A satellite image of the remnants of Sandy on Tuesday morning shows the superstorm is still covering most of the northeast states as well as some Midwest states and Canada. (Source: NOAA)
(RNN) – Ashley Redmond and Teresa Hessler tried to outrun Sandy.
They were on a "girl's vacation" in Manhattan, got told to evacuate and took the last train out of Penn Station, heading north to Albany, NY, to catch a flight to take them back to Green Bay, WI. As they were standing in the airport, flights were canceled left and right, so they rented a car.
The GPS took them into Canada so they could go home through Michigan. Unfortunately, Sandy was following.
"Snow doesn't really scare us because we're from Wisconsin; the only thing that I hate is that this rain because I can't see the road," Redmond said Monday night. "And the wind is insane."
Conditions deteriorated; the wind picked up, it started to snow and that part of Canada isn't very populous. The women who are used to winter weather conditions had never seen anything like it.
"We were going 30 miles an hour on the interstate. We pulled over to the nearest city, New London, Ontario. We were kind of in the middle of nowhere," Redmond said. "But the fabulous Canadian people were kind and offered us their cell phones if we needed them."
After staying overnight in a hotel, the women were back on the road where conditions were windy and it was drizzling.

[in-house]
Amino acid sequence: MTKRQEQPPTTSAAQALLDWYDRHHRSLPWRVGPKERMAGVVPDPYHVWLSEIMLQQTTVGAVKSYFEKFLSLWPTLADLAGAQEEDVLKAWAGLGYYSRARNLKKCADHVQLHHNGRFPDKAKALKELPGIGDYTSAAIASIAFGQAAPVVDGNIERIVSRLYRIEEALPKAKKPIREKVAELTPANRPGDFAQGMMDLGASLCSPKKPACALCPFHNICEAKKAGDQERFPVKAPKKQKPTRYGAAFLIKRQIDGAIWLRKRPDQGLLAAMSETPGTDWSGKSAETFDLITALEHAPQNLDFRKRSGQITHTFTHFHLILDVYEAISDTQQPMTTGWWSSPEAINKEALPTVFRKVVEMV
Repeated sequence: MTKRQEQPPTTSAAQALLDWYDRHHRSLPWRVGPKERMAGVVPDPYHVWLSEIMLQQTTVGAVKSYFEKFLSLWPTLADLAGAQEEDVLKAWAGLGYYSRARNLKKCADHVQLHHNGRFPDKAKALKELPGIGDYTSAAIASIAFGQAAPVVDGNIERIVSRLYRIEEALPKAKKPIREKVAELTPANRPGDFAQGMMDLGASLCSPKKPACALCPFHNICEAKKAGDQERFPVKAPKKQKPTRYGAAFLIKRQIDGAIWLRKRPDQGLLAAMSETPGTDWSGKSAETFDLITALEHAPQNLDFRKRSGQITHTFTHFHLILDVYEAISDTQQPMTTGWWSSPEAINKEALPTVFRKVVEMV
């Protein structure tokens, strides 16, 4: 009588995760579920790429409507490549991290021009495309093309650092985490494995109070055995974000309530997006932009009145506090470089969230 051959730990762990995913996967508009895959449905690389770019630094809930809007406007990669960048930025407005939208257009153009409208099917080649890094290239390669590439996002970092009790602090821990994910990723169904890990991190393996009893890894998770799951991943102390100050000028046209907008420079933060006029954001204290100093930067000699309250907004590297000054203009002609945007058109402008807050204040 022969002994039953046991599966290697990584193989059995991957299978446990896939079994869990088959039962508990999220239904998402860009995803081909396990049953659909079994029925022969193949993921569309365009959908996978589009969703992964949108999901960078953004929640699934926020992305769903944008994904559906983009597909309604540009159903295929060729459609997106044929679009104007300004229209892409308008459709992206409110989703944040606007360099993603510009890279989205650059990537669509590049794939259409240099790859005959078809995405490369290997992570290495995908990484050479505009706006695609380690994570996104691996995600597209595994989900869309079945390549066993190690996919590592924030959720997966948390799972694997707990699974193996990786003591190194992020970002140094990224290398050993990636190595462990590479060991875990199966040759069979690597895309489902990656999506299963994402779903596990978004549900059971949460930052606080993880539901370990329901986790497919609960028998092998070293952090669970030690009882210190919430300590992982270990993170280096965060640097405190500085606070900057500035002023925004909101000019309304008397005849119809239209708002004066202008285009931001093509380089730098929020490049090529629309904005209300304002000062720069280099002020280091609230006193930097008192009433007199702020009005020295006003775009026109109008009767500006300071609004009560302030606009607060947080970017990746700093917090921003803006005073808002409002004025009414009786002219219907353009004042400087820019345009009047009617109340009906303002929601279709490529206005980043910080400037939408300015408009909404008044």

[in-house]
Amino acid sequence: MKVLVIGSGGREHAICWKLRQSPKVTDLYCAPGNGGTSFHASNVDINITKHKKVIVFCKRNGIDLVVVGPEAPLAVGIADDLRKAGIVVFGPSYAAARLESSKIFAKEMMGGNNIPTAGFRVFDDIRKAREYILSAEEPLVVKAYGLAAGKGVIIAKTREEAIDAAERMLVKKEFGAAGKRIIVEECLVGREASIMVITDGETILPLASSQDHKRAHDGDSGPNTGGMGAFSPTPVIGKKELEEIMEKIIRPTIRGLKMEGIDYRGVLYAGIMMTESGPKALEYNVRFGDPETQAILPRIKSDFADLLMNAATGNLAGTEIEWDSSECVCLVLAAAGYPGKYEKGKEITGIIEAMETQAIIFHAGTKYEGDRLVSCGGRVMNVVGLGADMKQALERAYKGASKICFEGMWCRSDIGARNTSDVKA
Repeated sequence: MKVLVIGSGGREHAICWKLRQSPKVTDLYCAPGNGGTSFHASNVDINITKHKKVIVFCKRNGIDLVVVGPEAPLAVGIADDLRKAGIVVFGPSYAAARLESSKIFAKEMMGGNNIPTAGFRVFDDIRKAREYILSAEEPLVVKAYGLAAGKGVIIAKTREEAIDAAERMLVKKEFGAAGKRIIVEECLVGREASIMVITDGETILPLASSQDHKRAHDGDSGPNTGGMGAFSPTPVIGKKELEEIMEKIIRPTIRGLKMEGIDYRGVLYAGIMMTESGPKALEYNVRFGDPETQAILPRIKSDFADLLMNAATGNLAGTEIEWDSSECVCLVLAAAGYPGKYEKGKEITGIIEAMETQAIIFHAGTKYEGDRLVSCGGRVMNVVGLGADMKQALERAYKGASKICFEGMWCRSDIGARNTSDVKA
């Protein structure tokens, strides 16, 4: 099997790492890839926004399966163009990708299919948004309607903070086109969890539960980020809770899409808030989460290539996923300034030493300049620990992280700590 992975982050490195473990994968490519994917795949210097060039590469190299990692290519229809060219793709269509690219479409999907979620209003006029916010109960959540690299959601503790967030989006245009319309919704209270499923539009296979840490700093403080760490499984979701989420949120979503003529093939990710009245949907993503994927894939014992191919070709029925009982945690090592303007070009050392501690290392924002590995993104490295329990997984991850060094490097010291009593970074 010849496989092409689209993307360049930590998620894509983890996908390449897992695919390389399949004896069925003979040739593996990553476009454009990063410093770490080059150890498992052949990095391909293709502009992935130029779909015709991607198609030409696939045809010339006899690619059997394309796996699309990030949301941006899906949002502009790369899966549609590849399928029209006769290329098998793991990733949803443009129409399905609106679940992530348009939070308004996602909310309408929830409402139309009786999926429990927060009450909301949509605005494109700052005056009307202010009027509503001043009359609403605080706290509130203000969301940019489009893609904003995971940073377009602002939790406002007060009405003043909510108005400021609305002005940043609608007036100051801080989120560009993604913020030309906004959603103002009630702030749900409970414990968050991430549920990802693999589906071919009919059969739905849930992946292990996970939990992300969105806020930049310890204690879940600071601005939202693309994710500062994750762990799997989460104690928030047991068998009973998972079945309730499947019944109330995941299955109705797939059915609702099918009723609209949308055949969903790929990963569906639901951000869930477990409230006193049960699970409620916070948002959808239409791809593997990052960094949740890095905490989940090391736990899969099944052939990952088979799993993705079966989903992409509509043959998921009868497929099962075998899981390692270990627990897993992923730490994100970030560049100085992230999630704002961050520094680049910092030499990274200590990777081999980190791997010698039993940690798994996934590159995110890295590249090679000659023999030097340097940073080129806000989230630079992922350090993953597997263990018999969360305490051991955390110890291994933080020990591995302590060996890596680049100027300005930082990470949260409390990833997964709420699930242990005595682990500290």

"But in the daytime it's much easier to drive than in the pitch black," Redmond said.
Millions of East Coast residents rode out the storm listening to trees fall and siding ripped off homes – many in the dark.
Roughly 80 homes in New York City burned, lower Manhattan saw a record storm surge of 14 feet but Michelle Lee never lost power.
She believes living farther north on the island – and with many tall buildings in between her and waterfronts – protected her from much of the damage.
Her office, however, is in Battery Park City and is flooded.
New Jersey has been hit extremely hard with flooding, including a breached levee in Moonachie County that caused the evacuation of 800 people.
Christy Anderson, who fled New Orleans before Hurricane Katrina, said when Hurricane Irene hit New Jersey last year, the flooded homes reminded her of the damage she saw in 2005. On Monday, as Sandy approached, she was anxious about what the superstorm would bring.
Anderson said via email that her cell phone was charged, but she was refraining from using it because she hasn't has power since 8:30 p.m. ET Monday.
"Many trees and wires down. No floods here. Concrete and steel building is very safe! Noise last night was scary to say the least. Never heard wind like that in my life," she wrote.
She read on her Kindle and tried to sleep, but had little success with the noise from the storm.
"Grateful to have a roof over my head still," she wrote.
Ann Takseraas, of Darien, CT, also was without power but got word out that she and her family are OK. The largest tree in their yard fell, took out a smaller tree and some wires, but it did not land on a structure.
Dave Ullrich lives on a houseboat in Galesville, MD, near Annapolis. He and his wife stayed at a friend's house as Sandy moved through.
"At our shelter house, there was water coming in through the windows, down the chimney," he said.
He and his wife are back on the boat, which doesn't have a scratch on it. They even have electricity, but they're concerned about tidal flooding Tuesday night.
"We'll be trapped on the boat. The boat will be fine, but the dock will be underwater and we won't have power until the waters recede," Ullrich said.
"Annapolis got lucky and we know it, especially after seeing pictures of the Jersey shore and Maryland shore."
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